18 Jul The progressive commodification of art in contemporary reality
In the contemporary art has entered its most complete and advanced stage of commodification: the market now dictates the rules and buyers decreed the importance of a work.
In fact already the Pop Art, especially with the figure of Andy Warhol, brought to the fore the idea that the true value of a work of art corresponds to its market value and that therefore the artist is much more clever than I can sell at a high price. It attributes, so, importance to the side ephemeral and reproducible art at the expense of what has always tried to express, ie its value and timeless freedom and the idea of the creative act.
“The art business is a step above the Art. I started as a commercial artist and I want to finish by artist business. After doing that thing that you call “art” or any other name you want to indicate the, I gave myself to the art of business. They said: money is a bad thing – work is bad. But making money is art, Affairs and well made are the best expression of art. […] It was enough for me that the art had been channeled into the trade, out of certain closed environments, inside the world of reality.” (Andy Warhol)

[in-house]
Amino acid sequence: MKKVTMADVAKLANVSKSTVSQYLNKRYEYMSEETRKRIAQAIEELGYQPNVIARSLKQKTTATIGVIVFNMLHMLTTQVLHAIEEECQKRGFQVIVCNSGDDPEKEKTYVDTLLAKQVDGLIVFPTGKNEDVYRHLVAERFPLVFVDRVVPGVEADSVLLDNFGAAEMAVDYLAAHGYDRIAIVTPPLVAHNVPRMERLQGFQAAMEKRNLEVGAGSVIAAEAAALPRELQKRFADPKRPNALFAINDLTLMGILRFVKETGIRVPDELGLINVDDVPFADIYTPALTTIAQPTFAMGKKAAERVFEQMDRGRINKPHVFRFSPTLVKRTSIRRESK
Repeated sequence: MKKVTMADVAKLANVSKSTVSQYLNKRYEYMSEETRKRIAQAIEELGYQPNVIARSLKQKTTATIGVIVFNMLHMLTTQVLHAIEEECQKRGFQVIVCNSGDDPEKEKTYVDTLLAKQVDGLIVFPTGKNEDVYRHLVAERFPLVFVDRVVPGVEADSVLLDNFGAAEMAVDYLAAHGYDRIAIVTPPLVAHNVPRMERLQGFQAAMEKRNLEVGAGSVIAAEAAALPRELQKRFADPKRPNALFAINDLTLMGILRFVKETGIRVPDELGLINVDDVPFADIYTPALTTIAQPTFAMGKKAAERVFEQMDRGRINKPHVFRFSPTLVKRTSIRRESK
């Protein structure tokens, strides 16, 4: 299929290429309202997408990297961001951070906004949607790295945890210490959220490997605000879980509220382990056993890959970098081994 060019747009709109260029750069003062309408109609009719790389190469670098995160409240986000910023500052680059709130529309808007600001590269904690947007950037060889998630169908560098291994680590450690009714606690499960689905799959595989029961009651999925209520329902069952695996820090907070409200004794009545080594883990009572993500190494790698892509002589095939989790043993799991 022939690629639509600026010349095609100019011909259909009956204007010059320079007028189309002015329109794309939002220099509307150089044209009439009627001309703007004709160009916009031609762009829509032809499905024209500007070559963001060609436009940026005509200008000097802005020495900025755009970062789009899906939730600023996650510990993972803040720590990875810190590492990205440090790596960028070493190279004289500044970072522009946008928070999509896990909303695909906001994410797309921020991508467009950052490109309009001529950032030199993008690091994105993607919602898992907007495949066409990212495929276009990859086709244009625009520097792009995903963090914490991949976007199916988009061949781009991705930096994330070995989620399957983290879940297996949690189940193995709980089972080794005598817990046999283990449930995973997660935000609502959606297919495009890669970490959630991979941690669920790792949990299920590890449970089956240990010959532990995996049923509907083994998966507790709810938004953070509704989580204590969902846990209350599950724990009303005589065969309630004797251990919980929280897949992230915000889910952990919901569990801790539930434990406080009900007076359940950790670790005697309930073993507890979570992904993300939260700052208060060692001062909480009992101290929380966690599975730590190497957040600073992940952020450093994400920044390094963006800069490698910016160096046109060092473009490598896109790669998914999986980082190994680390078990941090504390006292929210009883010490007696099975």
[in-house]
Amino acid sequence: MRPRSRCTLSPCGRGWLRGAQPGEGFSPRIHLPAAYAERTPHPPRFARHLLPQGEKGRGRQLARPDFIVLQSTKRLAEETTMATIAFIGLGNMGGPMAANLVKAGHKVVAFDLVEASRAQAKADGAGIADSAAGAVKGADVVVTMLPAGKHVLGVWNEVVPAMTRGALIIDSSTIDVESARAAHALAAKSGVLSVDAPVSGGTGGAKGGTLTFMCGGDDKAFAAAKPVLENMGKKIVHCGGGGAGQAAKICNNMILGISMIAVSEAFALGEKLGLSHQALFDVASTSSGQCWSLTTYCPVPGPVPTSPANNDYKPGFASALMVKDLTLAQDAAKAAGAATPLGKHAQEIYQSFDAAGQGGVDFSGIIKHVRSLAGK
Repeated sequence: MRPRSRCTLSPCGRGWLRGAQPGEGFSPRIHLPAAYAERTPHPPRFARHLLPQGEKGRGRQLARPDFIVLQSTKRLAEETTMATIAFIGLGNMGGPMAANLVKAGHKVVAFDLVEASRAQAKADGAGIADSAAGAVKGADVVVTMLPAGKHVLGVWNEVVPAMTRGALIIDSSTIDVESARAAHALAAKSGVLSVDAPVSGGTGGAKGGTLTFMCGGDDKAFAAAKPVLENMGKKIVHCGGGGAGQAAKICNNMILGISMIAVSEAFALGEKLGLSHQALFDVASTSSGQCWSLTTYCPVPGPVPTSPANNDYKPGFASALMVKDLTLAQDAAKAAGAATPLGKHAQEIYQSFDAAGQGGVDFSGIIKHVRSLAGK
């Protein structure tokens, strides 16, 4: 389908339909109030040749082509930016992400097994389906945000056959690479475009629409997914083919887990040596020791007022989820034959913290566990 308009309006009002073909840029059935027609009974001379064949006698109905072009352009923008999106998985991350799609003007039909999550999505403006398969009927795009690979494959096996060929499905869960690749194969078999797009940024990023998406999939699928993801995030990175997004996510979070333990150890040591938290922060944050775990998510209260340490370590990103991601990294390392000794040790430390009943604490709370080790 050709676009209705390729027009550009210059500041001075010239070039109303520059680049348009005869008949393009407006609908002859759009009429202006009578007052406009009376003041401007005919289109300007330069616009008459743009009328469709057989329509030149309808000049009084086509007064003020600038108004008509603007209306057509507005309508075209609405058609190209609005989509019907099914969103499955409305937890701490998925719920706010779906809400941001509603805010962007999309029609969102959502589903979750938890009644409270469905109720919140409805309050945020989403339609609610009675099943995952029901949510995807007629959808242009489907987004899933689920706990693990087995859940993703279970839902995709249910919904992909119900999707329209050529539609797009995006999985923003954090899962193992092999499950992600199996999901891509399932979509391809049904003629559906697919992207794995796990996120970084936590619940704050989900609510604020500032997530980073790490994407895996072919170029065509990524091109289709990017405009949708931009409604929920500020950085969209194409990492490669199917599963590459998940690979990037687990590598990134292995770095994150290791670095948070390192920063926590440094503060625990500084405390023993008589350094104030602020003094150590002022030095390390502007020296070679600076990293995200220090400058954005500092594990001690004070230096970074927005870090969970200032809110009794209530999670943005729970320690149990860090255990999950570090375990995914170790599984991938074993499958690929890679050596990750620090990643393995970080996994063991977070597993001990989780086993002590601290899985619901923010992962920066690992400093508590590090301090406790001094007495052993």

Aesthetically art is reduced to ornament, with a degradation of the content, and socially is a sign of promotion, a luxury item, the more attractive the more high is its listing on the market. Today is the patron of the market, that is, the money, the financier is the creator of the artist and the art that are exchanged, like any other financial instrument, squares international business: art becomes a game of signs without reference, an abstract financial instrument within a circle whose purpose is the proliferation of signs financial.
When the art of finance turns into finance art, art is no longer just a commodity, me is currency trading to hedge funds and private equity funds.
Typical of this trend is the current success of artists such as Koons and Murakami using art as jaws for a mass production of objects of high-cost and overestimated. The artistic practice is so treated as a commercial company that produces events indifferently and goods type elitist, while “great” artists of the past are traded at auctions like any other financial product: commodity that creates money and that affected the market prices.
In this scenario, we can declare the sunset accomplished commodification of art and its final disappearance?
Perhaps it is more correct to speak of a cover-art, of its invisibility: art by dint of exposing himself and be exposed has made invisible, relegated in a marginal and peripheral up to us discoprire.